We have been back on the boat in Valdivia for the past month getting ready to head south. The season down here is late winter/early spring and the weather has been typical. Lots of rain with sunshine and cold when it clears. We took the above photo this morning. The big number is the temperature in the cabin and the little number is the temperature outside. For the metrically challenged that's 39° and 32°. No worries though, the diesel heaters take the chill off pretty quickly. We find that the cold weather is actually more comfortable than the hot weather in the tropics as it is a lot easier to get warm when it's cold than to get cool when it's hot. We have new anchor chain arriving from Santiago today, and a fuel truck will deliver 850 liters of fuel tomorrow. It looks like a good weather window for heading south this weekend. Our plan is to head to Puerto Aysen where we can renew our visas and then take our time meandering down the canals to Puerto Williams. We will spend a little time down there, then make our way back north in March, hoping to arrive back in Valdivia by late April, where we will store the boat for the winter again.

Have you ever...?

19 April 2019
Annette Reed
Who would have thought getting on the bus could be so difficult? It began with our first attempt to make a 3 day trip over to Bariloche, Argentina. We needed to get off the boat, see some mountains and renew our Chilean visas. It was my birthday so we splurged and made reservations at a nice hotel on the lake, planned our itinerary, closed up the boat and headed for the bus station. Have you ever gone up to the ticket counter to buy tickets, passport in hand, but forgot the little tourist cards they gave you when you entered the country? We have. "No tourist card, no bus" we were told. Tails between our legs we returned home.

Our second attempt was 5 days later. We made reservations at the same hotel, closed up the boat, collected our passports and tourist cards and headed for the local bus stop to catch the bus into town and the main terminal for the bus to Bariloche. Have you ever got up early on a Sunday morning in order to catch the city bus to the main bus terminal, only to find that the buses don't run on Sunday? We have. Never mind, we stuck out our thumbs and 35 minutes later a nice young man on his way to Grandma's picked us up and took us right to the station. We got the last seats on the bus with 3 minutes to spare.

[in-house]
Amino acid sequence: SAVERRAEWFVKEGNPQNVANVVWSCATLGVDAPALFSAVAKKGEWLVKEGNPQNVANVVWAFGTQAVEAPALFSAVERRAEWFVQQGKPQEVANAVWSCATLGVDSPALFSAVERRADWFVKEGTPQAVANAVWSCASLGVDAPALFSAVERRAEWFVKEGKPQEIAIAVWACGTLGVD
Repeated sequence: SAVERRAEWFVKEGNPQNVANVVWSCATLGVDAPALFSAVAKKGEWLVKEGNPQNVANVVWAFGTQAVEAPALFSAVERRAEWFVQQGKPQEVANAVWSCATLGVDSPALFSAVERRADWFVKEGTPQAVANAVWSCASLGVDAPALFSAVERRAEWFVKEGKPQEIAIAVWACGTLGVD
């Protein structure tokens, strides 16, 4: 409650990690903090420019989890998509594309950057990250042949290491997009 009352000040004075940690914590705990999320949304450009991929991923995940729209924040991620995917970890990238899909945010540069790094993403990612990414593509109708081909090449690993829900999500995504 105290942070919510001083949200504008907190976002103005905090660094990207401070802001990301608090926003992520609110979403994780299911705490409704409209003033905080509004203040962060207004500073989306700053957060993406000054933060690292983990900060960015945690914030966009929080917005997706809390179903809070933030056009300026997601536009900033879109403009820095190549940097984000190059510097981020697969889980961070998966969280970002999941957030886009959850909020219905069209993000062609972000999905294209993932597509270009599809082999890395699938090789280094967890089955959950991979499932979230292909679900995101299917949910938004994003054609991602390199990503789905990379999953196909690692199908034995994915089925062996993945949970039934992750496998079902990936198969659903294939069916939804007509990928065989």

Our time spent in Bariloche was amazing and I'll tell that story later. We checked out of our hotel and made our way to the main terminal. Have you ever found the correct city bus at the right time and made it to the main bus terminal with all your important papers in hand 45 minutes early only to be told there is not a single seat left on the only bus? We have.
There's something to be said for traveling with all inclusive package deals where everything is taken care of for you, but what's the fun in that?

Chiloe to Valdivia 4/4-4/5 2019

13 April 2019
Annette Reed
The 140 mile passage from Isla Chiloe to Valdivia took 28 hours. We motor sailed through large south swells on the beam and very choppy seas. Skies were clear, light winds from the SW, not a single pesky fishing boat and the Humbolt current actually flowed in the right direction, north, giving us a lift. It took a little while to get used to being in Blue Water again but overall it was a fast and easy trip.
So now we are here at Alowplast Marina and Boatyard located on the beautiful Rio Valdivia where Rum Doxy will hang out until we return again next season. From our dock looking out our port windows we are surrounded by heavily forested hillsides, golden grass marshes and the steady ebb and flow of river water. Determining the ebb or flow of the river is easy by watching resting Great Grebes float backwards in the water. Looking out the starboard windows is the Alowplast boat yard where the Chris White Catamarans are built. We feel right at home here nestled among these multi million dollar catamarans. Chris White catamarans are one of the rare forward cockpit designs similar to ours.